JBQ's spot on the Wild Wild Web
The musings of a French mathematician living in the heart of the American technology industry

The regular tetrahedron
The regular tetrahedron is the most basic of all polyhedra. It has 4 faces, which are all equilateral triangles. It has 6 edges and 4 vertices. As a general form, the tetrahedron is the ony polyhedron with 4 faces, it is the only polyhedron with 6 edges, and it is the only polyhedron with 4 vertices, and no polyhedron can be built with fewer faces, with fewer edges, or with fewer vertices; that means that any effort to build any nomenclature of polyhedra starting from the smallest number of faces, of edges or of vertices always starts with a tetrahedron. Following that natural order, the regular tetrahedron is therefore the first polyhedron that I write about.

The regular tetrahedron is part of the family of 5 platonic solids, which are the most regular polyhedra. It is also part of the family of 8 convex deltahedra (because it is convex and all its faces are equilateral triangles), and it is the first member of the infinite family of pyramids (one of the vertices shares identical edges with all the other vertices, which are arranged as a regular polygon).

The tetrahedron's simplicity gives it a few other unusual or unique properties. It is the only convex polyhedron in which the straight line between any two vertices is always an edge (mathematically, that means that the tetrahedron has no polyhedron diagonals, just like a triangle in two dimensions). If you join the centers of the faces that share a common edge (mathematically, that's called creating the dual polyhedron), you get another tetrahedron, and the faces of the dual have the same shape as the faces of the original; the tetrahedron is therefore called self-dual.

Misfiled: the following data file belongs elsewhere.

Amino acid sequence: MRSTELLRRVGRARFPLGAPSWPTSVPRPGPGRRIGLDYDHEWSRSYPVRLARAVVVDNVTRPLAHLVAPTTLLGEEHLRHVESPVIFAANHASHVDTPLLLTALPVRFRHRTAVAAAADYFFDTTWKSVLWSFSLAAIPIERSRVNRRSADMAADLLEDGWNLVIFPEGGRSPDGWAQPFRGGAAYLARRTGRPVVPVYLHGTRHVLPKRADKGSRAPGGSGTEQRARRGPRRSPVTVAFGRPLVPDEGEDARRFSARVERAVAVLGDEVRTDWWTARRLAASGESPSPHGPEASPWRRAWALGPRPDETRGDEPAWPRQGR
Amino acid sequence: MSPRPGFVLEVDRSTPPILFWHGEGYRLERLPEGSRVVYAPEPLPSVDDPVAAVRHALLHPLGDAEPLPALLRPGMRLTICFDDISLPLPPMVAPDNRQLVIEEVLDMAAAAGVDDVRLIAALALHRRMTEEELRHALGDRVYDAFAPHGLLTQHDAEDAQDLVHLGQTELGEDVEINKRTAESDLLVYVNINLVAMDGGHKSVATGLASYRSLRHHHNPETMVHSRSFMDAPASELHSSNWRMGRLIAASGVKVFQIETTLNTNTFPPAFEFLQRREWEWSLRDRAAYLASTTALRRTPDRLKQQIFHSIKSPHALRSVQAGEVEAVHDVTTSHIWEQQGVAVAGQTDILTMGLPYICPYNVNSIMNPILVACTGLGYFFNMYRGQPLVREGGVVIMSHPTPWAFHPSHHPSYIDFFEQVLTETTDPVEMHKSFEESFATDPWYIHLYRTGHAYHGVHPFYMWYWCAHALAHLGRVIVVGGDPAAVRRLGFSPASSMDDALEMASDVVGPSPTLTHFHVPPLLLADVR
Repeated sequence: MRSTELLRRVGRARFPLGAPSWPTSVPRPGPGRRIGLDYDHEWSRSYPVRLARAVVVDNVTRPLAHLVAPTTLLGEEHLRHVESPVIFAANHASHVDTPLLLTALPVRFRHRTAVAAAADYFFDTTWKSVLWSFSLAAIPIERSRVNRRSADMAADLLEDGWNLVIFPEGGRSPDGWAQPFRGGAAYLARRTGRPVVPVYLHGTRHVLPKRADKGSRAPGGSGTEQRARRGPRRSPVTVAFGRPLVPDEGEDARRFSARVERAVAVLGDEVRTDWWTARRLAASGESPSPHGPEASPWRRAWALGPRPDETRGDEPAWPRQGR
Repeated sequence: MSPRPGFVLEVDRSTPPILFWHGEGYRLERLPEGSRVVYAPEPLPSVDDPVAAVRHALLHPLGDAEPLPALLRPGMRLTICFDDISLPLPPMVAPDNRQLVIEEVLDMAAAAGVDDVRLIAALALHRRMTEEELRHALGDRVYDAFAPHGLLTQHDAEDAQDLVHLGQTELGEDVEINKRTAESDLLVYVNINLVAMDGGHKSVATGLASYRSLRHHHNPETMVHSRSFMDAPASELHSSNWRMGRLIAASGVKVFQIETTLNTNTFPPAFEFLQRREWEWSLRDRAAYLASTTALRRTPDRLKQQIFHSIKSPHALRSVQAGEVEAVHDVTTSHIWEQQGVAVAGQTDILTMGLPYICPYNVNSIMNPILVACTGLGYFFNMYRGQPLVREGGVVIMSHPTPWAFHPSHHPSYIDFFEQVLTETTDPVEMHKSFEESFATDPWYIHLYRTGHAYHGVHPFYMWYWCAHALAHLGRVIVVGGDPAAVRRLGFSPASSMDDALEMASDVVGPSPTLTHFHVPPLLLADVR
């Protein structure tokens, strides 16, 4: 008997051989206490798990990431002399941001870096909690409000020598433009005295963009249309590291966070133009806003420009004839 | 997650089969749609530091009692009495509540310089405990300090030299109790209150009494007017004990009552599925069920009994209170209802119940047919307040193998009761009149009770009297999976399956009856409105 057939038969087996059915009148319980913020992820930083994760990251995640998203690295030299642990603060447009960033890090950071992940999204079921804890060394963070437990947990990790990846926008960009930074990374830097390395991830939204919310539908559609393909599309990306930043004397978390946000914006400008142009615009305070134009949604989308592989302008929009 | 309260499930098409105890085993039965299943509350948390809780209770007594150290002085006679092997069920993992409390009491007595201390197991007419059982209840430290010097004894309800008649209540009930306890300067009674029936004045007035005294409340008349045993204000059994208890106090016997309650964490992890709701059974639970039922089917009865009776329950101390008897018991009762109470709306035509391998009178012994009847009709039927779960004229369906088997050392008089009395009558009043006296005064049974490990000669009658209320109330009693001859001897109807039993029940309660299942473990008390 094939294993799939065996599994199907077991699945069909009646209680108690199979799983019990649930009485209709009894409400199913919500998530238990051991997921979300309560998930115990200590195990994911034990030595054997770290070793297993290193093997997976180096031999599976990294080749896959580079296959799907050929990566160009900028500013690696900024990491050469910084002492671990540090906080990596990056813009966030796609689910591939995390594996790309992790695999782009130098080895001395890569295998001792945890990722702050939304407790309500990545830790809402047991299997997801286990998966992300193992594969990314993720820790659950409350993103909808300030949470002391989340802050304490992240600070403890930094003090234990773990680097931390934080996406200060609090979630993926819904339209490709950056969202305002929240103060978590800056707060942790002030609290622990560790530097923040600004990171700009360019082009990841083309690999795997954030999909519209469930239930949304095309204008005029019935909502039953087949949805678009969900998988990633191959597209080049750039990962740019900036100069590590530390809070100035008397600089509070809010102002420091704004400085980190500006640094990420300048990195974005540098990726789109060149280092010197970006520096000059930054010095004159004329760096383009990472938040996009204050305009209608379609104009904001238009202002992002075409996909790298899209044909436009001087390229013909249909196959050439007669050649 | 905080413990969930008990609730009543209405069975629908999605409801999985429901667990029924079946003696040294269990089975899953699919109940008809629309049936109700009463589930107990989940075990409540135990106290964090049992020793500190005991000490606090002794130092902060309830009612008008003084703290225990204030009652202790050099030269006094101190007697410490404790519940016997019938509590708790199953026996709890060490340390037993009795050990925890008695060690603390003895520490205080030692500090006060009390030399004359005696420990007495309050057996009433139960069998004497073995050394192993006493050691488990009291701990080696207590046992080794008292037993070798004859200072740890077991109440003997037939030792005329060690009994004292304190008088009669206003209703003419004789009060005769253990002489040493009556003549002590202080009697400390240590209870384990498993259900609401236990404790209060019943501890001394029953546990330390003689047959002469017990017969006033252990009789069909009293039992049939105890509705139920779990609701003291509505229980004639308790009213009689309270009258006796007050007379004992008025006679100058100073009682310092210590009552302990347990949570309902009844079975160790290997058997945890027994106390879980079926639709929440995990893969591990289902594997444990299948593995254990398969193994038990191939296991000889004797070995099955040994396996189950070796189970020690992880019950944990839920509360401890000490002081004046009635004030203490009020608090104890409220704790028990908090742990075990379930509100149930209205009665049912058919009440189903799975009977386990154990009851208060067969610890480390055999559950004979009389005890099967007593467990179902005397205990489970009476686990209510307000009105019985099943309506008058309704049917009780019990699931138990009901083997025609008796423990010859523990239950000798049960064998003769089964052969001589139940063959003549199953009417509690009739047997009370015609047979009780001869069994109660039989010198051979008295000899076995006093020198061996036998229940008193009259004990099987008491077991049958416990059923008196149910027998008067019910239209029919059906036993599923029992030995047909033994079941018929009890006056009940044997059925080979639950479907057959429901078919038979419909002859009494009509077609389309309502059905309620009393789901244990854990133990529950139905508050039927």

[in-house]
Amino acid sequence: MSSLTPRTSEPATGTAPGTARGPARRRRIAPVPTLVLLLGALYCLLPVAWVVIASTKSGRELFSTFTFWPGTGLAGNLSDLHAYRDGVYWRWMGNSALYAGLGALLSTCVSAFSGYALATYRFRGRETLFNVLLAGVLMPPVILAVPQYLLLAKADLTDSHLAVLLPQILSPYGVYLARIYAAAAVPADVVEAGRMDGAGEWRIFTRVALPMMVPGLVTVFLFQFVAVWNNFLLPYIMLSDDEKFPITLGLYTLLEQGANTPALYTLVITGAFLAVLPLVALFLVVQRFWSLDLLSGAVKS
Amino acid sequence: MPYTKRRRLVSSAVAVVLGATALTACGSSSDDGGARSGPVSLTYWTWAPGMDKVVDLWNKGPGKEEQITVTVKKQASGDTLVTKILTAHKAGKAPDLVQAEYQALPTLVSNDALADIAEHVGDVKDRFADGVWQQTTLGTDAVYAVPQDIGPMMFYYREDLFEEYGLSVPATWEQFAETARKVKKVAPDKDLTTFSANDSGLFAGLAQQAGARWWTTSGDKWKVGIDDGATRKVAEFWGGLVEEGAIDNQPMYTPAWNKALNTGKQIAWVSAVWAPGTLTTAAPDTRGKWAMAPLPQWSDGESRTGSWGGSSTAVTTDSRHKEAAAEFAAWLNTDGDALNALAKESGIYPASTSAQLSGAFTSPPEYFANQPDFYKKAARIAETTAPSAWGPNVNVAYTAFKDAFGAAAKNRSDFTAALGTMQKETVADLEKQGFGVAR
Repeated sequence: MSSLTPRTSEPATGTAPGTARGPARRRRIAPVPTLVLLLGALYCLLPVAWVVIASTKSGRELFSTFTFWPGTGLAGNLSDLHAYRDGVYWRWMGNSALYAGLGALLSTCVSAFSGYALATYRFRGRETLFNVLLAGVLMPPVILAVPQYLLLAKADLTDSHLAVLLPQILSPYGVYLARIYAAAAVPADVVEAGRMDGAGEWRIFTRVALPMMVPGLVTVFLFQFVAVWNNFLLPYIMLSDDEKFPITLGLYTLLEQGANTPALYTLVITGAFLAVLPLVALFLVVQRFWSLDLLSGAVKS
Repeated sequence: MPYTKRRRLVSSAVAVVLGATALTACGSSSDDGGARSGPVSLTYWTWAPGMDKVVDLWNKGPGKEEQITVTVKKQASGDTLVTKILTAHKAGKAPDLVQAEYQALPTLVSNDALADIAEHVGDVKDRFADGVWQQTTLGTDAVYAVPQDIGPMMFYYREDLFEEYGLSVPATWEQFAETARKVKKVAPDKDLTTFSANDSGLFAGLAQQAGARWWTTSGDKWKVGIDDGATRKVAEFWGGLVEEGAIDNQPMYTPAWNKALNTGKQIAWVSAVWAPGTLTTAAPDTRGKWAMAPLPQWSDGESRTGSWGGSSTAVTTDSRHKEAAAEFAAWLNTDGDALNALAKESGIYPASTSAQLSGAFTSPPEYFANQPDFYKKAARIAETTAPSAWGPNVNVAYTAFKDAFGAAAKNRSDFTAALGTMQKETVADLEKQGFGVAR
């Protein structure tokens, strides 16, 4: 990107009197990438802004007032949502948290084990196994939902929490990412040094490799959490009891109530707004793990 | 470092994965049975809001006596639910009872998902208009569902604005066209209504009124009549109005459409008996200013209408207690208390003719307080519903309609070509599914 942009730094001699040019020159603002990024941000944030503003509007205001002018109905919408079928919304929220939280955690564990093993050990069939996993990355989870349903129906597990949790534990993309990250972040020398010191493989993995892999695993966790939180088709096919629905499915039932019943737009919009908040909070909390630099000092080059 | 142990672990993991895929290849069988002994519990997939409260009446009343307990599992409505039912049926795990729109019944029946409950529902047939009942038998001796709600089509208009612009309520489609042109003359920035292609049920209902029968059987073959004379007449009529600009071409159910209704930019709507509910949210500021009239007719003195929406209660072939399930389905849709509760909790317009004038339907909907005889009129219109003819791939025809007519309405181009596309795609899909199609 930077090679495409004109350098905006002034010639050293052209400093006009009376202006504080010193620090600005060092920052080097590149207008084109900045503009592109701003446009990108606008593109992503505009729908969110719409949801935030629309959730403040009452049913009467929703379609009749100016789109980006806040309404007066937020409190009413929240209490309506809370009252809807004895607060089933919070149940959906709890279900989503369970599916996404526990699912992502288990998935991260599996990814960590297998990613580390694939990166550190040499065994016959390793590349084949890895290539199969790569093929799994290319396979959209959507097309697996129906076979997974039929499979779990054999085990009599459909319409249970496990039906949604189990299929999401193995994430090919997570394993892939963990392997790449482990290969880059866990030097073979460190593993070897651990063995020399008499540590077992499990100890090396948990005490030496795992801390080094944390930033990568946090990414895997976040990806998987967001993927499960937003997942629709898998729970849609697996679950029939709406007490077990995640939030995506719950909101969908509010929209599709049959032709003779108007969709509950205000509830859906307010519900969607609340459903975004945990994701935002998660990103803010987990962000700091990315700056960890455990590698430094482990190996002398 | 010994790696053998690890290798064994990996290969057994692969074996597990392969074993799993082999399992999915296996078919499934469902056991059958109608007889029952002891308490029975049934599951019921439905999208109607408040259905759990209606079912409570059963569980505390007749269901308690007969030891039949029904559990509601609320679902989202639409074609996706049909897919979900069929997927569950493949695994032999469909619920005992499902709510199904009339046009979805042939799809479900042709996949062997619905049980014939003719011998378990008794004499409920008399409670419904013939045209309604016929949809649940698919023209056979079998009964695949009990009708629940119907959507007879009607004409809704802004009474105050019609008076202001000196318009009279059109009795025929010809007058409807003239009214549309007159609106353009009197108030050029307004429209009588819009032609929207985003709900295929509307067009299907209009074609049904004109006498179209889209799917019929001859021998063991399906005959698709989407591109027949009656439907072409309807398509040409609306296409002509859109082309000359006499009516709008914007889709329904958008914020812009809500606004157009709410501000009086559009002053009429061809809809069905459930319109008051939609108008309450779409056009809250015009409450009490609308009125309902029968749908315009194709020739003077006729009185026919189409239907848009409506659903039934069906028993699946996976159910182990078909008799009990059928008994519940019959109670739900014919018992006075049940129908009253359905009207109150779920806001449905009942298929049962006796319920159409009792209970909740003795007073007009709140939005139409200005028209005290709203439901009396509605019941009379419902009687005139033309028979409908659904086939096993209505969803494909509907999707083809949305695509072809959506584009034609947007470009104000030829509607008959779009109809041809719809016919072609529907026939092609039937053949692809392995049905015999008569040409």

The regular tetrahedron defines two sets of symmetry axes: one set of 4 3-fold axes that join each vertex to its opposite face, and one set of 3 2-fold axis that join the middle of opposite edges.

Tetrahedra occur in nature, and especially in chemistry: the 4 hydrogen atoms of a methane molecule are exactly located at the vertices of a tetrahedron. The same is true for the hydrogen atoms in the ammonium ion, and for the atoms surrounding the central carbon in tetrafluoromethane, tetrachloromethane, tetrabromomethane and tetraiodomethane. The same molecular geometry occurs in perchlorate, sulfate and phosphate ions. Finally, the atoms in diamond and in silicon crystals follow a tetrahedral geometry.

The regular tetrahedron is the shape that is used to build 4-sided dice.

The regular tetrahedron can be built with various construction toys, like Zome, Magnetix (see article), Googolplex and Polymorf.

The following table lists the various dimensions in a regular tetrahedron, assuming that the edge length is 1:

single edge length1
total edge length6
face inradius0.288
face circumradius0.577
polyhedron inradius0.204
polyhedron midradius0.354
polyhedron circumradius0.612
single face area0.433
total face area1.732

The following table is the reciprocal of the previous one, it lists the edge length that yields a value of 1 fo the different measurements in a regular tetrahedron:

1single edge length
0.167total edge length
3.464face inradius
1.732face circumradius
4.899polyhedron inradius
2.828polyhedron midradius
1.633polyhedron circumradius
1.52single face area
0.76total face area

The following table lists various angles in a regular tetrahedron:

angle between vertices (from center)109.5 degrees
angle between edges60 degrees
angle between faces70.5 degrees
Home page Related articles Posted on May 3 2007